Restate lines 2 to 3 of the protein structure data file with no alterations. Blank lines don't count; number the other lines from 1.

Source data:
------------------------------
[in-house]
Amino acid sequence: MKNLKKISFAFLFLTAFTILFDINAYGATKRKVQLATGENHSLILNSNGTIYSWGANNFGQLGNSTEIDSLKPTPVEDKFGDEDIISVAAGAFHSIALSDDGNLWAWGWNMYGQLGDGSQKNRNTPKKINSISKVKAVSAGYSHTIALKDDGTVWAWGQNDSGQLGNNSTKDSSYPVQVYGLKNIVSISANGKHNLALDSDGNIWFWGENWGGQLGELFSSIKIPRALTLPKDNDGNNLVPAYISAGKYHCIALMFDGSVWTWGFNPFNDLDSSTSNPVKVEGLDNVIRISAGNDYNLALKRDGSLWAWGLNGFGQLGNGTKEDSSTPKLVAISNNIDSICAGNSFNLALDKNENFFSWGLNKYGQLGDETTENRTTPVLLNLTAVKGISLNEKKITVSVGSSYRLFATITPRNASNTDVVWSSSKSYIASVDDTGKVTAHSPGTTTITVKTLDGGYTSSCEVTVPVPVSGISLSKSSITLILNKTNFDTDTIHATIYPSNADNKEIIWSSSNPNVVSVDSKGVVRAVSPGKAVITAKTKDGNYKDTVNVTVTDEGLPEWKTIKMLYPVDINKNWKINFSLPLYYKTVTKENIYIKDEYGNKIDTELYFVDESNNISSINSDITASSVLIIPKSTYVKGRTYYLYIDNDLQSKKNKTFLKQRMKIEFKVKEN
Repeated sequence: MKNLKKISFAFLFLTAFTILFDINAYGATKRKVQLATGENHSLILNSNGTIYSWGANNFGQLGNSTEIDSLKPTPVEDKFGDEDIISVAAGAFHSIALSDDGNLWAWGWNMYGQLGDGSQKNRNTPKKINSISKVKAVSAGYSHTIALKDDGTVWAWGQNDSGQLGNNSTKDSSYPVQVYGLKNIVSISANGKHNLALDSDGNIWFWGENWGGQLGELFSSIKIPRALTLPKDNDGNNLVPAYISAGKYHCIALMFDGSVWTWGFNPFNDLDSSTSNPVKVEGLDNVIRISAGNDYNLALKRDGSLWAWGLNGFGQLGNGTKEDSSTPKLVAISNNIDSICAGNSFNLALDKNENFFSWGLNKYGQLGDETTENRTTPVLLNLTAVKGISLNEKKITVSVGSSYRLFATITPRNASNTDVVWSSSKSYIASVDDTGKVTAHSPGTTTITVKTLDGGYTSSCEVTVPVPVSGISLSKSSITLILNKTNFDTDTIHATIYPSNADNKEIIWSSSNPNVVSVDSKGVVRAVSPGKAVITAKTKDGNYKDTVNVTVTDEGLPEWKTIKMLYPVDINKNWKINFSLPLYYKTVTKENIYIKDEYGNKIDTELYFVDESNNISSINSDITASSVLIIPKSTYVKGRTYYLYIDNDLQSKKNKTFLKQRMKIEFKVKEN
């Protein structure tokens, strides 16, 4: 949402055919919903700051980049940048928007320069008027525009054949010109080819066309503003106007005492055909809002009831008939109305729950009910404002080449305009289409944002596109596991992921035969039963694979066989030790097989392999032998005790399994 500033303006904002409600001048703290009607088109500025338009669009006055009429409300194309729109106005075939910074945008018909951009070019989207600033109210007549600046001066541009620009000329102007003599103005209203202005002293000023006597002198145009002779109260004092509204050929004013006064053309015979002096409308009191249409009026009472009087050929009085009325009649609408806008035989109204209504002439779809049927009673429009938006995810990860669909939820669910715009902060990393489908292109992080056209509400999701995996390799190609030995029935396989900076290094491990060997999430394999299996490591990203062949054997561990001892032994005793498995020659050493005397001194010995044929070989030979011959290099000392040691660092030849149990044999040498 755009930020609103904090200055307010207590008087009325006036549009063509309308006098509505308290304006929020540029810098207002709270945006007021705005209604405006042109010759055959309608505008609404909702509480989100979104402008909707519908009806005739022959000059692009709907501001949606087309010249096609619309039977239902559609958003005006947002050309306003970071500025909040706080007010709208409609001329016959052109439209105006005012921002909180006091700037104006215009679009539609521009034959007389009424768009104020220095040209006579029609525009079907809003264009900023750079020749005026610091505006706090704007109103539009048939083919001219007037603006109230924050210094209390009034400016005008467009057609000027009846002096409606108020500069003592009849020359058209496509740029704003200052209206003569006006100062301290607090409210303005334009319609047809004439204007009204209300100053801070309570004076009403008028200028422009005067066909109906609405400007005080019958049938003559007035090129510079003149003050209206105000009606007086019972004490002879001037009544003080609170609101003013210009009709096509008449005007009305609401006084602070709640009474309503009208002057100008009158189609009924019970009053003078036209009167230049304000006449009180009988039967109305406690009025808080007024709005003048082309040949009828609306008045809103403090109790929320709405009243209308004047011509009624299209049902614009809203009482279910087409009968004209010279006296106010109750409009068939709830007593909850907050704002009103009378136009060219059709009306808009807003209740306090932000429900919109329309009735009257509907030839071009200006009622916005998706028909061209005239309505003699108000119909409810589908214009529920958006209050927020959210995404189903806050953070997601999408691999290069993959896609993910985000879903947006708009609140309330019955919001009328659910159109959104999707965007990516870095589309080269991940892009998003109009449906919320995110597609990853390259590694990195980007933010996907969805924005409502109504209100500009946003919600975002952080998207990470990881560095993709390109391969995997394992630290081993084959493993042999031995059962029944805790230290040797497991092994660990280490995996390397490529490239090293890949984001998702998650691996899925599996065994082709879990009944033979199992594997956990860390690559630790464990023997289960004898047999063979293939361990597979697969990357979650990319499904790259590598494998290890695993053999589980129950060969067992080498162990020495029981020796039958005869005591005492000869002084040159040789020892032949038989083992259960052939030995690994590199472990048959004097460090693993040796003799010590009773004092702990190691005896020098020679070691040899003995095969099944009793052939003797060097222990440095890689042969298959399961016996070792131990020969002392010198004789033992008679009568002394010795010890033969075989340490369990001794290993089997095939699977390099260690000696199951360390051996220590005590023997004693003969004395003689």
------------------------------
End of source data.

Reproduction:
Amino acid sequence: MKNLKKISFAFLFLTAFTILFDINAYGATKRKVQLATGENHSLILNSNGTIYSWGANNFGQLGNSTEIDSLKPTPVEDKFGDEDIISVAAGAFHSIALSDDGNLWAWGWNMYGQLGDGSQKNRNTPKKINSISKVKAVSAGYSHTIALKDDGTVWAWGQNDSGQLGNNSTKDSSYPVQVYGLKNIVSISANGKHNLALDSDGNIWFWGENWGGQLGELFSSIKIPRALTLPKDNDGNNLVPAYISAGKYHCIALMFDGSVWTWGFNPFNDLDSSTSNPVKVEGLDNVIRISAGNDYNLALKRDGSLWAWGLNGFGQLGNGTKEDSSTPKLVAISNNIDSICAGNSFNLALDKNENFFSWGLNKYGQLGDETTENRTTPVLLNLTAVKGISLNEKKITVSVGSSYRLFATITPRNASNTDVVWSSSKSYIASVDDTGKVTAHSPGTTTITVKTLDGGYTSSCEVTVPVPVSGISLSKSSITLILNKTNFDTDTIHATIYPSNADNKEIIWSSSNPNVVSVDSKGVVRAVSPGKAVITAKTKDGNYKDTVNVTVTDEGLPEWKTIKMLYPVDINKNWKINFSLPLYYKTVTKENIYIKDEYGNKIDTELYFVDESNNISSINSDITASSVLIIPKSTYVKGRTYYLYIDNDLQSKKNKTFLKQRMKIEFKVKEN
Repeated sequence: MKNLKKISFAFLFLTAFTILFDINAYGATKRKVQLATGENHSLILNSNGTIYSWGANNFGQLGNSTEIDSLKPTPVEDKFGDEDIISVAAGAFHSIALSDDGNLWAWGWNMYGQLGDGSQKNRNTPKKINSISKVKAVSAGYSHTIALKDDGTVWAWGQNDSGQLGNNSTKDSSYPVQVYGLKNIVSISANGKHNLALDSDGNIWFWGENWGGQLGELFSSIKIPRALTLPKDNDGNNLVPAYISAGKYHCIALMFDGSVWTWGFNPFNDLDSSTSNPVKVEGLDNVIRISAGNDYNLALKRDGSLWAWGLNGFGQLGNGTKEDSSTPKLVAISNNIDSICAGNSFNLALDKNENFFSWGLNKYGQLGDETTENRTTPVLLNLTAVKGISLNEKKITVSVGSSYRLFATITPRNASNTDVVWSSSKSYIASVDDTGKVTAHSPGTTTITVKTLDGGYTSSCEVTVPVPVSGISLSKSSITLILNKTNFDTDTIHATIYPSNADNKEIIWSSSNPNVVSVDSKGVVRAVSPGKAVITAKTKDGNYKDTVNVTVTDEGLPEWKTIKMLYPVDINKNWKINFSLPLYYKTVTKENIYIKDEYGNKIDTELYFVDESNNISSINSDITASSVLIIPKSTYVKGRTYYLYIDNDLQSKKNKTFLKQRMKIEFKVKEN